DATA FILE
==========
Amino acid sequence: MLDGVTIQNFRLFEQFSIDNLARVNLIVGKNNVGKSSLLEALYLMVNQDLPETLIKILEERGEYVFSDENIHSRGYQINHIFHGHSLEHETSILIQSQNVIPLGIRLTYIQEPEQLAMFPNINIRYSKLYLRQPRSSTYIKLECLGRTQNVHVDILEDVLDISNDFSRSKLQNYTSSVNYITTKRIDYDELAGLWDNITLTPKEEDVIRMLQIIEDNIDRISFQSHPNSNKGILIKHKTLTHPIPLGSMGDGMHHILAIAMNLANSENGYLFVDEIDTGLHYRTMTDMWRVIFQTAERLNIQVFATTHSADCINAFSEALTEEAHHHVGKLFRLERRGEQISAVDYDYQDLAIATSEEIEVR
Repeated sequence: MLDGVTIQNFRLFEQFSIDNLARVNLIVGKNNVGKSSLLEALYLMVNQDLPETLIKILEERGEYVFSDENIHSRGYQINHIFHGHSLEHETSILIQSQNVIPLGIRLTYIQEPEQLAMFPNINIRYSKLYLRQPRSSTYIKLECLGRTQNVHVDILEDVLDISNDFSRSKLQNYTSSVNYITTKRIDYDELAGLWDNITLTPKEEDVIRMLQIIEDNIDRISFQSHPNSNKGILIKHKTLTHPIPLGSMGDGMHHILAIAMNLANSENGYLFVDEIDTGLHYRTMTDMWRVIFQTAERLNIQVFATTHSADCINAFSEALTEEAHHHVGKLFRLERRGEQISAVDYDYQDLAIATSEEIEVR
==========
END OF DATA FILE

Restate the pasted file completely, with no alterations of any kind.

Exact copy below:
Amino acid sequence: MLDGVTIQNFRLFEQFSIDNLARVNLIVGKNNVGKSSLLEALYLMVNQDLPETLIKILEERGEYVFSDENIHSRGYQINHIFHGHSLEHETSILIQSQNVIPLGIRLTYIQEPEQLAMFPNINIRYSKLYLRQPRSSTYIKLECLGRTQNVHVDILEDVLDISNDFSRSKLQNYTSSVNYITTKRIDYDELAGLWDNITLTPKEEDVIRMLQIIEDNIDRISFQSHPNSNKGILIKHKTLTHPIPLGSMGDGMHHILAIAMNLANSENGYLFVDEIDTGLHYRTMTDMWRVIFQTAERLNIQVFATTHSADCINAFSEALTEEAHHHVGKLFRLERRGEQISAVDYDYQDLAIATSEEIEVR
Repeated sequence: MLDGVTIQNFRLFEQFSIDNLARVNLIVGKNNVGKSSLLEALYLMVNQDLPETLIKILEERGEYVFSDENIHSRGYQINHIFHGHSLEHETSILIQSQNVIPLGIRLTYIQEPEQLAMFPNINIRYSKLYLRQPRSSTYIKLECLGRTQNVHVDILEDVLDISNDFSRSKLQNYTSSVNYITTKRIDYDELAGLWDNITLTPKEEDVIRMLQIIEDNIDRISFQSHPNSNKGILIKHKTLTHPIPLGSMGDGMHHILAIAMNLANSENGYLFVDEIDTGLHYRTMTDMWRVIFQTAERLNIQVFATTHSADCINAFSEALTEEAHHHVGKLFRLERRGEQISAVDYDYQDLAIATSEEIEVR